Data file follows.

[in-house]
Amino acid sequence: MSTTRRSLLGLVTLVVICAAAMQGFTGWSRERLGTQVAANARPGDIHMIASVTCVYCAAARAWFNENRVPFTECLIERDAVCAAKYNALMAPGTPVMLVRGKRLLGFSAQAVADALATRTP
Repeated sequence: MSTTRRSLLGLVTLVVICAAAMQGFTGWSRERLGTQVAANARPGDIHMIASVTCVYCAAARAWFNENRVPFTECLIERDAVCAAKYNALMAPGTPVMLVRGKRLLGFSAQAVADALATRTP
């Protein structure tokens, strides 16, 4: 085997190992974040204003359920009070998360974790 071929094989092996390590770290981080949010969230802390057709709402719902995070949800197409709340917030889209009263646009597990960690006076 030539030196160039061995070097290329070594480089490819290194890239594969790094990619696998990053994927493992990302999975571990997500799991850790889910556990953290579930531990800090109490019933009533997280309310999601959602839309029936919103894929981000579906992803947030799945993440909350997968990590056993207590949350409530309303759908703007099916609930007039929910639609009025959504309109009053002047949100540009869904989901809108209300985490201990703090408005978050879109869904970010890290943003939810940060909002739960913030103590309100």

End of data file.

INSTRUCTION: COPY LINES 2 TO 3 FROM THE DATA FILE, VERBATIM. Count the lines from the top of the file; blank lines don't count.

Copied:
Amino acid sequence: MSTTRRSLLGLVTLVVICAAAMQGFTGWSRERLGTQVAANARPGDIHMIASVTCVYCAAARAWFNENRVPFTECLIERDAVCAAKYNALMAPGTPVMLVRGKRLLGFSAQAVADALATRTP
Repeated sequence: MSTTRRSLLGLVTLVVICAAAMQGFTGWSRERLGTQVAANARPGDIHMIASVTCVYCAAARAWFNENRVPFTECLIERDAVCAAKYNALMAPGTPVMLVRGKRLLGFSAQAVADALATRTP